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Category Archives: Raising money
Let’s talk about the reality of taking money from professional investors. It is not the first time we’ve covered this general subject nor the last. But this time, we concentrate upon governance changes. Once a company founder has tapped the … Continue reading
If you have been following our recent insights, you’ll be up to speed knowing that professional investors negotiate tough terms, from provisions of control over asset acquisition, eventual sale of the company, future investments, forced co-sale when others attempt to … Continue reading
Taking in angel or venture money requires a setting of an entrepreneur’s expectations that may come as a shock at least at first. From the moment such an investor looks seriously at your company, the investor or VC partner is … Continue reading
The subject of raising money is critical to many businesses and a passing option to others, depending upon the capital efficiency of the enterprise. Some businesses require very little capital and the founder can self-finance the enterprise and retain 100% … Continue reading
I admit that my dad taught me this when I was just a fifteen–year old kid starting a business and negotiating with suppliers for the first time. But I learned it again and again in my various business lives. The … Continue reading
Well, it had to happen. Originally created in the mid 1990’s to help with the imprecise problem of how to value early stage companies, especially those in technology, I developed what soon became known as “The Berkus Method” when published … Continue reading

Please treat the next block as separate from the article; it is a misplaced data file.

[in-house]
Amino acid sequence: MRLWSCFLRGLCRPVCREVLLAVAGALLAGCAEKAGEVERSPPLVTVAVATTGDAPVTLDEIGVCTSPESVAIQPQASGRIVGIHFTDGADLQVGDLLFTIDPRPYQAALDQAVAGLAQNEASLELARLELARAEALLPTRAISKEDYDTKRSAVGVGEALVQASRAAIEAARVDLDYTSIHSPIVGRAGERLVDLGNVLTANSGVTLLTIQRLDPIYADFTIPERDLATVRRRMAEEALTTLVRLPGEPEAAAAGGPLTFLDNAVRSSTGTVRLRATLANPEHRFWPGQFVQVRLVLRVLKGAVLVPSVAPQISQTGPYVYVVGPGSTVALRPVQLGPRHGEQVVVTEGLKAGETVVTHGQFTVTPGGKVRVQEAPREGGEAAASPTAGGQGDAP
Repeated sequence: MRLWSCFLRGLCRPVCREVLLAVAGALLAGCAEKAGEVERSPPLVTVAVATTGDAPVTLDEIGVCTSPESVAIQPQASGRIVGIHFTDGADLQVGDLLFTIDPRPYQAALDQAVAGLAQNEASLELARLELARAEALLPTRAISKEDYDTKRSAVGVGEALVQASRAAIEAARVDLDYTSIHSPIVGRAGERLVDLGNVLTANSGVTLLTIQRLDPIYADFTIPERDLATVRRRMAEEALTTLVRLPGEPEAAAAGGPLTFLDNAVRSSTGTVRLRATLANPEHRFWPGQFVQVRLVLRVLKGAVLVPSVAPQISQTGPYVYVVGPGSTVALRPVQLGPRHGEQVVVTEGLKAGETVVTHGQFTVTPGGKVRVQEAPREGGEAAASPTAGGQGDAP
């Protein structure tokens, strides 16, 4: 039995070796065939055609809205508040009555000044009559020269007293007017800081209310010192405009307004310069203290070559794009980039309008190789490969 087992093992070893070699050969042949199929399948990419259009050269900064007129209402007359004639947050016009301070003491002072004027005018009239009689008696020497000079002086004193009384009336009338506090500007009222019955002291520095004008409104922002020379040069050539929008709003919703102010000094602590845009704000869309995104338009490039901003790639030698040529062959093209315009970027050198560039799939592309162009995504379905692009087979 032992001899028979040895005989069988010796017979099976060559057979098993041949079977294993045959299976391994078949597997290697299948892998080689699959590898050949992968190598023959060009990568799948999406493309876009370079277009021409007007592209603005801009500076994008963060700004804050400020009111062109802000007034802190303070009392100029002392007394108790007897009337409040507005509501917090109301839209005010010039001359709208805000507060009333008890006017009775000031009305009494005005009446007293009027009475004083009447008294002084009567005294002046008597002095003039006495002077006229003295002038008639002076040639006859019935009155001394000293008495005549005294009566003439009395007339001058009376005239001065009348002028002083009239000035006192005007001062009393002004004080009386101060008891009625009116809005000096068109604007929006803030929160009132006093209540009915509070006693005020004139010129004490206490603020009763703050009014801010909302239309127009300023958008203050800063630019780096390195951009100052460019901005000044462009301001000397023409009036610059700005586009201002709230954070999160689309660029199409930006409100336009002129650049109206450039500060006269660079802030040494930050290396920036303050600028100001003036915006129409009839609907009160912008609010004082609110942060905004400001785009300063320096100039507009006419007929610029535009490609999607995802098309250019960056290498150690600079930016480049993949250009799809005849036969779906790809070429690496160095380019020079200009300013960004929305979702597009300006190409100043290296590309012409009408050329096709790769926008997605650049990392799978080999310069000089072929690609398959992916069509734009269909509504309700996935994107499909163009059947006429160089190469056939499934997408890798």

The first rule for raising money is to do it on good news – right when sales are increasing at an increasing rate. Or when a major customer signs a significant deal. Or when something happens that makes an investor … Continue reading
Let me tell you a few short hair-raising stories of entrepreneurs who have raised money and regretted it later. Here are some rules that entrepreneurs almost always ignore to their future peril. Don’t take money from relatives who can’t afford … Continue reading
Investors as a group have a common gripe – almost universal. Information flows from the company irregularly, in fact most often when the company is urgently in need of more money. Investment documents usually call for quarterly reporting by the … Continue reading
When meeting with investors, during the period devoted to feedback after your presentation, you will hear comments and recommendations that don’t resonate with you. Some will be from a misunderstanding of your explanation. Some listeners will challenge your assumptions. Some … Continue reading